“Before coming to Harvard, my idea of CS was that it was very individual and you’re just coding by yourself,” said Ashleigh Coltman, a second-year student concentrating in computer science and biomedical engineering who worked for DEV throughout 2021. “But it’s very much a team-oriented career. We all help each other, and everyone is super open. We’d review each other’s code and be there whenever anyone needed to debug.”
Prospective DEV employees go through a bootcamp during winter recess. Like Estevez, Coltman attended the bootcamp after taking CS50, and found DEV to be a great way to apply the skills and concepts they had learned.
“When you’re writing code for actual clients that will be updated later on, you want to make it as neat and readable as possible,” she said. “That limits the number of side effects that occur with your code and ensures it only does the exact goal you’re writing it for. As I was writing my code and reviewing my fellow engineers’ code, I found myself always trying to improve it, always trying to organize it in a better way.”
Among other projects, the DEV team designed the app for Giphting, which allows users to purchase and set up delivery for gifts bought at participating stores. The project required the team to learn how to program everything from a payment processing interface to a content management system that could update in real time.
“Things that I would usually take for granted, such as being sent a verification code, it’s been super interesting for me to see how that all works on the inside,” Estevez said.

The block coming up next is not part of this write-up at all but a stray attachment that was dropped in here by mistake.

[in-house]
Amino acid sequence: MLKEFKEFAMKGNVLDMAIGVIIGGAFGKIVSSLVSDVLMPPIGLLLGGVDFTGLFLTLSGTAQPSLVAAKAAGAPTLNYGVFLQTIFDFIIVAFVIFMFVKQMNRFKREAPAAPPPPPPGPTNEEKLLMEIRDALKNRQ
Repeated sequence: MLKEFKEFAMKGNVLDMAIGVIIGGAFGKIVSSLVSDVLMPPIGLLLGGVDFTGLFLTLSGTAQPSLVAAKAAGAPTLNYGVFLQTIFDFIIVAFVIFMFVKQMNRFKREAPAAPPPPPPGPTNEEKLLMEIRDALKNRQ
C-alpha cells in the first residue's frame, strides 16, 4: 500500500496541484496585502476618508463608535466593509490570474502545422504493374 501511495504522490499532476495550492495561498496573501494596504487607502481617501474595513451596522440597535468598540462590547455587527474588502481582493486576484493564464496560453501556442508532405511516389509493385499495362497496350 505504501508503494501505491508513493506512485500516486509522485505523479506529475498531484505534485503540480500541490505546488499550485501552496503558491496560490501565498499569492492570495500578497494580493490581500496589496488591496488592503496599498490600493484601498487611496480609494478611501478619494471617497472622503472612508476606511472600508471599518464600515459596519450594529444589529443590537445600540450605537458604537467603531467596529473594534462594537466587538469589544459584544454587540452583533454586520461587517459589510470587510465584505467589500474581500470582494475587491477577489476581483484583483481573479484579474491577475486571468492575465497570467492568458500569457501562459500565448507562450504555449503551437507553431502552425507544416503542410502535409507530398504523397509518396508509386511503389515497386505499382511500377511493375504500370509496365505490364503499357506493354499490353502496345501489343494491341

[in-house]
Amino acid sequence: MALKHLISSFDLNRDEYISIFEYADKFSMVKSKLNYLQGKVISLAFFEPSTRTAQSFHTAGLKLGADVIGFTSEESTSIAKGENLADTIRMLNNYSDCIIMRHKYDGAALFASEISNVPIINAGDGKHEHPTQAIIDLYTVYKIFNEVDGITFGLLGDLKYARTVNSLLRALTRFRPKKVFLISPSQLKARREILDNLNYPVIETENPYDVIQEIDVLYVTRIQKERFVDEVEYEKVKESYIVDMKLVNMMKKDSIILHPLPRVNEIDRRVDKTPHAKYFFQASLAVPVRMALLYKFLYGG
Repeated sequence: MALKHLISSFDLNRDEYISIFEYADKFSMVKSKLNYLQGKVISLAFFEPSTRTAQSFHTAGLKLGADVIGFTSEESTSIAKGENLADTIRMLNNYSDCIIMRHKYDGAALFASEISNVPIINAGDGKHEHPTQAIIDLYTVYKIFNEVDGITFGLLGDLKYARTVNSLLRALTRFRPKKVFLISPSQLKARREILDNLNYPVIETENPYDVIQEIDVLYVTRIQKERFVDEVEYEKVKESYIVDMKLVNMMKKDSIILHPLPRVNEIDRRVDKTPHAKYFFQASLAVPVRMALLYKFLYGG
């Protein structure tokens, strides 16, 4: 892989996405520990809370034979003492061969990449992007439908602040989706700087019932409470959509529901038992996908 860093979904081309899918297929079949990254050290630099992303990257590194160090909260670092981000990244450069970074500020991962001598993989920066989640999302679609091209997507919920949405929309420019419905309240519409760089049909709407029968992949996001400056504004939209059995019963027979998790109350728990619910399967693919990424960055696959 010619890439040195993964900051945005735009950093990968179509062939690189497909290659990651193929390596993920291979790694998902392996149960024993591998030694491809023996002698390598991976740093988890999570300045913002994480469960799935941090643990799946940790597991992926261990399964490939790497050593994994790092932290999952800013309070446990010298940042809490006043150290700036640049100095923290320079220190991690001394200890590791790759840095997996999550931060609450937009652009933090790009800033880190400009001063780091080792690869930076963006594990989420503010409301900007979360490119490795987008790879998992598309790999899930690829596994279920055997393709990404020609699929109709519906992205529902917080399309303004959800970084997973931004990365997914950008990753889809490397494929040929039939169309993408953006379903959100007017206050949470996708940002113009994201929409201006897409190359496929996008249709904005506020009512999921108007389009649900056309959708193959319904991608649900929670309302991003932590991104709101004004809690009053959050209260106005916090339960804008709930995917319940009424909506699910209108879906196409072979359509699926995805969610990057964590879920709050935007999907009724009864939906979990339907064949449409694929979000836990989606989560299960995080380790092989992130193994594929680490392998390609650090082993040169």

For Choi, working with a South Korean apparel company required some out-of-the-box thinking. The company wanted actual design ideas and not just a website to sell them, which forced Choi’s team to take the processes in place for developing apps and adapt them into something entirely new.
“In order to help a client who’s working in, for example, the delivery industry, our team needs to in a sense become a professional in that field to help them,” Choi said. “Our job is not only to build a technical application or website, but to make the user experience extremely friendly. And in order to do that, we need to know a little bit more about that sector, which has led to a lot of opportunities to learn.”
DEV is one of many ways for SEAS students to fuse technical and business education, including the joint MS/MBA program with Harvard Business School (HBS), and the Undergraduate Technology Innovations Fellows Program run jointly by HBS and SEAS.
“It’s been a good balance,” Song said. “Most of the work that we do is for start-ups, entrepreneurs, non-profits, and people that are trying to break into the technology sector. I’ve learned about what fields are popular, what the market looks like, what kinds of new and innovative ideas people are coming up with. It’s really cool to have a tangible impact in the tech world.”
Topics: Student Organizations
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Matt Goisman | email@example.com